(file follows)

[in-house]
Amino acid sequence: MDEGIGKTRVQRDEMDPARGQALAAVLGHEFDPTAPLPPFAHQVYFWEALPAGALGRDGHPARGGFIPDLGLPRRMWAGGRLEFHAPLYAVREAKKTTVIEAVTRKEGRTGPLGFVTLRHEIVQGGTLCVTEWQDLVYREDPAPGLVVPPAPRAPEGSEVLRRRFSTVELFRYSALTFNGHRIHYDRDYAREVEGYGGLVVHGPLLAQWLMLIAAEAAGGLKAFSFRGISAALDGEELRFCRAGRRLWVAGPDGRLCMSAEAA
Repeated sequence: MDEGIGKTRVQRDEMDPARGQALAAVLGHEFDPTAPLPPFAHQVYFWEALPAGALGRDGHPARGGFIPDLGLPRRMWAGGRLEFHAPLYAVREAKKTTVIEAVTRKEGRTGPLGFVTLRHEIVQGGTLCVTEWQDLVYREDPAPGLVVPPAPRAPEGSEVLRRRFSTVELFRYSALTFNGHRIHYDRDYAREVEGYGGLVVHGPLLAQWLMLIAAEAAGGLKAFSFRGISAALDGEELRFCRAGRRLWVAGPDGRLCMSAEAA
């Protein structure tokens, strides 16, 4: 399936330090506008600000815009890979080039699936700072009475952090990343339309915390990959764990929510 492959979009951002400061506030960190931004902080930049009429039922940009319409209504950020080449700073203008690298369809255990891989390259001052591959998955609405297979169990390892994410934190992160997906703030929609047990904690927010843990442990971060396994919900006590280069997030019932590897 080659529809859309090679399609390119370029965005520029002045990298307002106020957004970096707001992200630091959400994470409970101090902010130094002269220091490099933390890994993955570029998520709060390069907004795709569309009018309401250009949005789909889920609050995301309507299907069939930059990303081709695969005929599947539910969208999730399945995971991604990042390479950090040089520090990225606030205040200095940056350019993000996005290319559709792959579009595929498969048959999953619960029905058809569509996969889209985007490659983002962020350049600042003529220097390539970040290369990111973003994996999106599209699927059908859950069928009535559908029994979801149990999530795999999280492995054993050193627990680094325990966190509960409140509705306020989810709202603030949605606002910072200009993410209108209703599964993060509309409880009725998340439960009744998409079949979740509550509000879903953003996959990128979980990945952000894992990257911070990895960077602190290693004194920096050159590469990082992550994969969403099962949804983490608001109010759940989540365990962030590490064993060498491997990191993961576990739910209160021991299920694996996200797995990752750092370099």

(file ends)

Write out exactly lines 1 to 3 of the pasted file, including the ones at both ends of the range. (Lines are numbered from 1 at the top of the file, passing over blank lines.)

[in-house]
Amino acid sequence: MDEGIGKTRVQRDEMDPARGQALAAVLGHEFDPTAPLPPFAHQVYFWEALPAGALGRDGHPARGGFIPDLGLPRRMWAGGRLEFHAPLYAVREAKKTTVIEAVTRKEGRTGPLGFVTLRHEIVQGGTLCVTEWQDLVYREDPAPGLVVPPAPRAPEGSEVLRRRFSTVELFRYSALTFNGHRIHYDRDYAREVEGYGGLVVHGPLLAQWLMLIAAEAAGGLKAFSFRGISAALDGEELRFCRAGRRLWVAGPDGRLCMSAEAA
Repeated sequence: MDEGIGKTRVQRDEMDPARGQALAAVLGHEFDPTAPLPPFAHQVYFWEALPAGALGRDGHPARGGFIPDLGLPRRMWAGGRLEFHAPLYAVREAKKTTVIEAVTRKEGRTGPLGFVTLRHEIVQGGTLCVTEWQDLVYREDPAPGLVVPPAPRAPEGSEVLRRRFSTVELFRYSALTFNGHRIHYDRDYAREVEGYGGLVVHGPLLAQWLMLIAAEAAGGLKAFSFRGISAALDGEELRFCRAGRRLWVAGPDGRLCMSAEAA